MRC Unit, The Gambia has conducted pneumococcal research for over two decades. It started with a disease burden study in 1989, in the Basse area in the rural east of The Gambia, which established the substantial burden of invasive pneumococcal disease. [...]
Continue reading: Measuring vaccine impact through surveillance
21 Jan 2016
Majidah Hamid-Adiamoh joined MRC Unit The Gambia as a scientific officer in 2004 and has been working with the malaria research programme ever since. She talks about winning the L’Oréal-UNESCO ‘For Women in Science’ fellowship, her career so far, and her plans for the future.
(Image copyright: L’Oreal South Africa)
Career in brief
I started at the Unit working on a clinical trial for a new malaria drug. Samples were collected from patients six times per day and I was responsible for performing two-assays on each sample from four different patients – that’s 48 assays every day! It was challenging but I enjoyed every bit of it.
I am very proud of the quality of malaria research output from my department, thanks to the quality of its leaders and staff. The Unit has the right people, the right environment and the appropriate facilities to conceive an idea and be able to implement it.
Following that first project, I have continued with malaria research both in the field and in the lab. I have taken a lead role in a number of projects defining the genetic profiles, or ‘genotypes’, of different malaria ‘vectors’ – agents that carry and transmit malaria, such as mosquitos – and I am currently working on a project characterising malaria transmission in The Gambia. [...]
Continue reading: Working Life: malaria researcher Majidah Hamid-Adiamoh
28 Jul 2015
Two years ago, Dr John McLauchlan, Associate Director of the MRC-University of Glasgow Centre for Virus Research, wrote about two new research consortia, HCV Research UK and STOP-HCV, aiming to make sure that patients infected with hepatitis C receive the right treatment. To mark World Hepatitis Day, he’s back to give us an update ― and some good news about the treatment of chronic hepatitis in the UK.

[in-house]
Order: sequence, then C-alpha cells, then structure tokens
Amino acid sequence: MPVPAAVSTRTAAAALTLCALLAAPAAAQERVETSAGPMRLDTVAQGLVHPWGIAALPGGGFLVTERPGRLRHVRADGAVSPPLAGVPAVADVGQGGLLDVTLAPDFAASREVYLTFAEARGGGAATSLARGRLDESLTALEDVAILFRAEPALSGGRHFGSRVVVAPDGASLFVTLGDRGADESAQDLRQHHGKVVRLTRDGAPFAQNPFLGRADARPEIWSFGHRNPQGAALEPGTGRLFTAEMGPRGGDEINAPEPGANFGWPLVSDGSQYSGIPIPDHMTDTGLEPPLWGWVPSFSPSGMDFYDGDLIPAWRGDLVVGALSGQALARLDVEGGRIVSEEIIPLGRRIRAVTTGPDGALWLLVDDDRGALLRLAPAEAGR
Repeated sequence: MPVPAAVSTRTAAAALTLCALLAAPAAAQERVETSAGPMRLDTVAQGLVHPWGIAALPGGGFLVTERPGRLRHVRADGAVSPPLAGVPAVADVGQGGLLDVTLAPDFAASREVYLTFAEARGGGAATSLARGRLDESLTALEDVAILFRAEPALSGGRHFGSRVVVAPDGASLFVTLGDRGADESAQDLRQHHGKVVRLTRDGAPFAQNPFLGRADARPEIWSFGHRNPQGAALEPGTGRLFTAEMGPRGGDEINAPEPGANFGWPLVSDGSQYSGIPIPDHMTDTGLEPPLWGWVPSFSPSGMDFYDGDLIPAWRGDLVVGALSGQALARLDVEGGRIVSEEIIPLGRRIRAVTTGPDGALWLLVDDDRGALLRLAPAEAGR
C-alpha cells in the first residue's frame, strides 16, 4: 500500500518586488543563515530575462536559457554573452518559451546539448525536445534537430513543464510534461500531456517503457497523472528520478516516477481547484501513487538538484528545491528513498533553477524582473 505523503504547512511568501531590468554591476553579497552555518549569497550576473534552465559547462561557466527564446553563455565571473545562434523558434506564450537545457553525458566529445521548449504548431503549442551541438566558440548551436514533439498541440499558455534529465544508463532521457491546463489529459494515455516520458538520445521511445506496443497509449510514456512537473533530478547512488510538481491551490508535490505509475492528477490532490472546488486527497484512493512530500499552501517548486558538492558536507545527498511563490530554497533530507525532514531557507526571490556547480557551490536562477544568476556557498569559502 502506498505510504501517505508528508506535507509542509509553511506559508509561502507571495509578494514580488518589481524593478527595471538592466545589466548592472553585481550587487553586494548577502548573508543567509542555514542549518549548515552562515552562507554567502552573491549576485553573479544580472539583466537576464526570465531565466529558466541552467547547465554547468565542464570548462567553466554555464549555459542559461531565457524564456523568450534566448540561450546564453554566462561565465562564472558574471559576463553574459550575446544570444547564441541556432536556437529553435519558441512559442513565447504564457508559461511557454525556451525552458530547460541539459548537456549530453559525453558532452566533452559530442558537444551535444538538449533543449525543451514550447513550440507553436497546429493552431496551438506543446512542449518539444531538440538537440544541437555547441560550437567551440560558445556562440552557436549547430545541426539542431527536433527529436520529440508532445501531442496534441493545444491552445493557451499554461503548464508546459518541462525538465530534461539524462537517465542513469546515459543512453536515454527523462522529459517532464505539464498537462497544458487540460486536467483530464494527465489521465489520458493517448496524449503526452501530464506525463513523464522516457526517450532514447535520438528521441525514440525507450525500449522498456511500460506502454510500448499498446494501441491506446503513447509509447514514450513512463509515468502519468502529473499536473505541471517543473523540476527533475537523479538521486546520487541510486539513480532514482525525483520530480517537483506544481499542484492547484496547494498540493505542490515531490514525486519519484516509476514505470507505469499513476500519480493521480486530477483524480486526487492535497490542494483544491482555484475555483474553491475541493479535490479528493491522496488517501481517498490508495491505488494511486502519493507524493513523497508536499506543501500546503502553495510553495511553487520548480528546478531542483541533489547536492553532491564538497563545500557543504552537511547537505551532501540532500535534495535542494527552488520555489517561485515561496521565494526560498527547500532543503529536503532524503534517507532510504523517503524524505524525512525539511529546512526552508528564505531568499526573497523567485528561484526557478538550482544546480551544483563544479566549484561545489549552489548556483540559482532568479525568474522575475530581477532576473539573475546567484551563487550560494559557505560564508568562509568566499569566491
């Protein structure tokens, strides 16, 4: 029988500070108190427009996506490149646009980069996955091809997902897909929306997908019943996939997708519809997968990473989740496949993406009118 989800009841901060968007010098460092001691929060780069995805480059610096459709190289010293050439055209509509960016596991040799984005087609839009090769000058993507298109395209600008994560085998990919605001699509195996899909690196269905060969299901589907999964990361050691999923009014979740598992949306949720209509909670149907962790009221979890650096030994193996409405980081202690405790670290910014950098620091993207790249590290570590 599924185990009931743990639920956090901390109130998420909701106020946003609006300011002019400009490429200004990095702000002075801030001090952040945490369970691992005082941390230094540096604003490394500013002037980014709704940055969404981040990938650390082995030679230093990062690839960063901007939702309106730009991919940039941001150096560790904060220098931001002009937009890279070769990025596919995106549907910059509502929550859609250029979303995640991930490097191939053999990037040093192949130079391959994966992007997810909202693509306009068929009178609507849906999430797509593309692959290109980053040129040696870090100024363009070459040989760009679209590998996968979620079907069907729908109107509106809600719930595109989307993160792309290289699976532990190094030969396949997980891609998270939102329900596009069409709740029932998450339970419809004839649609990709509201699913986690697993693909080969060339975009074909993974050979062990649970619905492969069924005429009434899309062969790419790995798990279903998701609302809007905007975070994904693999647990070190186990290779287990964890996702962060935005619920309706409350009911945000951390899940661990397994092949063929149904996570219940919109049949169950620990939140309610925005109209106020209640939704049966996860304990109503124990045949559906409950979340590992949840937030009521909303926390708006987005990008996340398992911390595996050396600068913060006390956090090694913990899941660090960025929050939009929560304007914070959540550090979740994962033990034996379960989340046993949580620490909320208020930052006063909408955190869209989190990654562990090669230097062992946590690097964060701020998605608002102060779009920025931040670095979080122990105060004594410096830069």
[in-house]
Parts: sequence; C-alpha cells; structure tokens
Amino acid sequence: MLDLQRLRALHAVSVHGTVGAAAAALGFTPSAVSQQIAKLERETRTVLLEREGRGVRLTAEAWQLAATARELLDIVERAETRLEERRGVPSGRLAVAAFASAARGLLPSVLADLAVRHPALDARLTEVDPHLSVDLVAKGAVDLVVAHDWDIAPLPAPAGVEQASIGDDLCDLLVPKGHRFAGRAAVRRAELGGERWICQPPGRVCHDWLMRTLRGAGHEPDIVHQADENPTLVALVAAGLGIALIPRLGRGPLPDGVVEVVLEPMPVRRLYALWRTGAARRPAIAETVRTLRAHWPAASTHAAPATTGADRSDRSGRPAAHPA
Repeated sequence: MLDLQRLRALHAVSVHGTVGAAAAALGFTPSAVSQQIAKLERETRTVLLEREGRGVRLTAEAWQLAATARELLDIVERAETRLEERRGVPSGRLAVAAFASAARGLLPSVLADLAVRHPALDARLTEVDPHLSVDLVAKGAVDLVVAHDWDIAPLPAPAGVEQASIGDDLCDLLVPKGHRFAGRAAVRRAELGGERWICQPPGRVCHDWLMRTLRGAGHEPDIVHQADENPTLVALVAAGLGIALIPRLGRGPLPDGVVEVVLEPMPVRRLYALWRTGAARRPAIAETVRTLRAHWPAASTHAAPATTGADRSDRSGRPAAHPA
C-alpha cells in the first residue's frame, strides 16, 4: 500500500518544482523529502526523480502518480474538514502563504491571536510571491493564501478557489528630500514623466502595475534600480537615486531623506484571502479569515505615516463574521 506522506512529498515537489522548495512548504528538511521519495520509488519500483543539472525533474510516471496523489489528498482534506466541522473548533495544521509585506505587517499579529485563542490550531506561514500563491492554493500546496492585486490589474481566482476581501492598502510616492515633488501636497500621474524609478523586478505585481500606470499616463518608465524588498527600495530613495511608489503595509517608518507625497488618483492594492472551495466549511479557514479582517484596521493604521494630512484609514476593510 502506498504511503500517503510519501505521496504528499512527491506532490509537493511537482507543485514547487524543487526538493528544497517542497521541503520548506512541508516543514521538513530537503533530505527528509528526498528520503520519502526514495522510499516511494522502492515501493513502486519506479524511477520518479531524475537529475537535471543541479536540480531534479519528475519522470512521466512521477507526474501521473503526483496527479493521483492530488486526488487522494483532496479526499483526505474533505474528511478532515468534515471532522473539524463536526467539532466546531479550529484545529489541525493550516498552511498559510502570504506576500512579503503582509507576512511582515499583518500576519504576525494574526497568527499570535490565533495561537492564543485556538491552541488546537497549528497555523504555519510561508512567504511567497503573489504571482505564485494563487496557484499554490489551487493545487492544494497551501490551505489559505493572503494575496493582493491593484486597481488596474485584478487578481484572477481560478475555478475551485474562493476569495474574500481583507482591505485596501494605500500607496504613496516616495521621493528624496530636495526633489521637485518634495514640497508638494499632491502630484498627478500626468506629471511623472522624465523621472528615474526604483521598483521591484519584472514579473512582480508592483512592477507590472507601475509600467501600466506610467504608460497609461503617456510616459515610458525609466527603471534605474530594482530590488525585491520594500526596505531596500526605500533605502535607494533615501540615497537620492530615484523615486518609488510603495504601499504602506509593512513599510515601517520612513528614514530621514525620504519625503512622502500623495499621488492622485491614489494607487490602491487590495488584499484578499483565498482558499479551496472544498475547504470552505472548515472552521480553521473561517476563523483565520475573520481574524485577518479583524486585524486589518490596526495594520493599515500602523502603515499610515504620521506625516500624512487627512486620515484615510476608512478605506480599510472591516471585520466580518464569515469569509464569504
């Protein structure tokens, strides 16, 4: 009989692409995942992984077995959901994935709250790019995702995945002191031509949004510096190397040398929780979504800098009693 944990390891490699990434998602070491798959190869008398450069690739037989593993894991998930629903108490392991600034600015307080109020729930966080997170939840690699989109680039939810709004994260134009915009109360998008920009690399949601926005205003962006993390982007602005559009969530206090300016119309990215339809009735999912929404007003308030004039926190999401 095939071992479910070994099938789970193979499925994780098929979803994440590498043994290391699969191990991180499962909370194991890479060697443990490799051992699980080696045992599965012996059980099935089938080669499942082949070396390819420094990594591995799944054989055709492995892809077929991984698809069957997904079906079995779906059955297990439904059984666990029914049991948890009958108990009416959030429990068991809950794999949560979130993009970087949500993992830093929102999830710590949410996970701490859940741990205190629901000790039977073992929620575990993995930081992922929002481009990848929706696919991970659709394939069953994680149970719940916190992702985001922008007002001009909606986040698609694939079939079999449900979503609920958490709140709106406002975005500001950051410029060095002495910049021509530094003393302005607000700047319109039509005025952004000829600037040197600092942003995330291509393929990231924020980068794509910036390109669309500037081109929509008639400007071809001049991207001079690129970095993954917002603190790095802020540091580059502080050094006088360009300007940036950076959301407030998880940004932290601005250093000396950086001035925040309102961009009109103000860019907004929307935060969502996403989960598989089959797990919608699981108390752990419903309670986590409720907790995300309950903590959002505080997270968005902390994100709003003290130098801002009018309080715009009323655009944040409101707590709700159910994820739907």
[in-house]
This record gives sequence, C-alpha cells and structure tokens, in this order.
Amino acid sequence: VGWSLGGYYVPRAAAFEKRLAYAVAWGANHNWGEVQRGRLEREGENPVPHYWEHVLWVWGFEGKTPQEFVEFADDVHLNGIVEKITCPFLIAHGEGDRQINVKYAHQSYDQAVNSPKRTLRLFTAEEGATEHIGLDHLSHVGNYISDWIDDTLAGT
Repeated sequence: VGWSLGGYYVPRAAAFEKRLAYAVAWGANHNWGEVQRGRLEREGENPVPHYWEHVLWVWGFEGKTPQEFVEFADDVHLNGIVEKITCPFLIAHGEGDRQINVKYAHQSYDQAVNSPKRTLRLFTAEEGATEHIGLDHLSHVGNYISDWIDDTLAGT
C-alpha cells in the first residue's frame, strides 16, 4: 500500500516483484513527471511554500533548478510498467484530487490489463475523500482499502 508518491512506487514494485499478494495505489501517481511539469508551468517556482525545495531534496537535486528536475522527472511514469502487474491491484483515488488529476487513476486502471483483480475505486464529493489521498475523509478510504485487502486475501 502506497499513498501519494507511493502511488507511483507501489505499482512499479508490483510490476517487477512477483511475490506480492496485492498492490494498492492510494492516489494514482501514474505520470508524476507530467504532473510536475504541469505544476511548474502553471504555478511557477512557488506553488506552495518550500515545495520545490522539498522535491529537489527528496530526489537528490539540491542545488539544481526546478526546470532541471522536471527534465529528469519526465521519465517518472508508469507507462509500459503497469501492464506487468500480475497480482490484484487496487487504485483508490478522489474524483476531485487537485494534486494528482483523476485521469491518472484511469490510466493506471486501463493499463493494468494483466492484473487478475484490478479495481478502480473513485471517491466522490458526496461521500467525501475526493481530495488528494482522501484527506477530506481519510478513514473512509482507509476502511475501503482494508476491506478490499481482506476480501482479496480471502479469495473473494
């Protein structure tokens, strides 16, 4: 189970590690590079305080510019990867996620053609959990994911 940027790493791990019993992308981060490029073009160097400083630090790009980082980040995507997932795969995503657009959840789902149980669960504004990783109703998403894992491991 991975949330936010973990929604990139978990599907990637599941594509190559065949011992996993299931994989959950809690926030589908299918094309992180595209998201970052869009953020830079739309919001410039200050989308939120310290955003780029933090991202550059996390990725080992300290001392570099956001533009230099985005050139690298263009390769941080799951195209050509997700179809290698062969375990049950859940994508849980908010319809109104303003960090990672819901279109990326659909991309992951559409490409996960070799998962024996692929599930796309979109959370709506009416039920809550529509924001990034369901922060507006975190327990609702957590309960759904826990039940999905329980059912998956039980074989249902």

Since I wrote that first blog post in 2013, both consortia have made considerable progress, and the context in which they are operating has changed dramatically.
One of the most exciting things is that new antivirals are becoming available that can cure patients of their infection. It’s not an understatement to say this new family of drugs (called direct-acting antivirals) are transformative ― clinical trials have shown that it is now possible to clear the virus in a high percentage of those who are infected.
The drugs can be taken as pills, so injections of interferon ― the previous drug of choice which can have nasty side-effects ― are no longer necessary for many patients. The length of treatment is also shorter, so fewer people are likely to stop taking treatment due to side effects.
So what contributions will HCV Research UK and STOP-HCV make as we enter this new era? [...]
Continue reading: Finding the right treatment for patients with hepatitis C
24 Apr 2015